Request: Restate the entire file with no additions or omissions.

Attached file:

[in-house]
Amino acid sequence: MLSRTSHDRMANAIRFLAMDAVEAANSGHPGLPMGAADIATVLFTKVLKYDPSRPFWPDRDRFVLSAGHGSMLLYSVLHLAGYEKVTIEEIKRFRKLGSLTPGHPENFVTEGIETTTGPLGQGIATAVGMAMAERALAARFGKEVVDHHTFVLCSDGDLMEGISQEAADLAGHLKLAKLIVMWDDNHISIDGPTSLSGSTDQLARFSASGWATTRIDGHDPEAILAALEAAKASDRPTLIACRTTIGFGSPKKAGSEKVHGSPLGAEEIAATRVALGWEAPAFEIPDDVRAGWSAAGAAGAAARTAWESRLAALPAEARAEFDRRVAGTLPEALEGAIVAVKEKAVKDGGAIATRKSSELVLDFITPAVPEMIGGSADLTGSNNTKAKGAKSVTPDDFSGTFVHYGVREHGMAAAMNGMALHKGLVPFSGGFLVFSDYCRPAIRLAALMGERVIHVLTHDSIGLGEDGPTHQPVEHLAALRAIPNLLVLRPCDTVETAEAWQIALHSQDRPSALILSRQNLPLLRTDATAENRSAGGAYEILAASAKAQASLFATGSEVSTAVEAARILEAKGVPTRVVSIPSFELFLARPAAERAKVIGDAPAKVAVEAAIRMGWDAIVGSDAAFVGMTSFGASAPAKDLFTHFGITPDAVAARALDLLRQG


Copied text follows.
[in-house]
Amino acid sequence: MLSRTSHDRMANAIRFLAMDAVEAANSGHPGLPMGAADIATVLFTKVLKYDPSRPFWPDRDRFVLSAGHGSMLLYSVLHLAGYEKVTIEEIKRFRKLGSLTPGHPENFVTEGIETTTGPLGQGIATAVGMAMAERALAARFGKEVVDHHTFVLCSDGDLMEGISQEAADLAGHLKLAKLIVMWDDNHISIDGPTSLSGSTDQLARFSASGWATTRIDGHDPEAILAALEAAKASDRPTLIACRTTIGFGSPKKAGSEKVHGSPLGAEEIAATRVALGWEAPAFEIPDDVRAGWSAAGAAGAAARTAWESRLAALPAEARAEFDRRVAGTLPEALEGAIVAVKEKAVKDGGAIATRKSSELVLDFITPAVPEMIGGSADLTGSNNTKAKGAKSVTPDDFSGTFVHYGVREHGMAAAMNGMALHKGLVPFSGGFLVFSDYCRPAIRLAALMGERVIHVLTHDSIGLGEDGPTHQPVEHLAALRAIPNLLVLRPCDTVETAEAWQIALHSQDRPSALILSRQNLPLLRTDATAENRSAGGAYEILAASAKAQASLFATGSEVSTAVEAARILEAKGVPTRVVSIPSFELFLARPAAERAKVIGDAPAKVAVEAAIRMGWDAIVGSDAAFVGMTSFGASAPAKDLFTHFGITPDAVAARALDLLRQG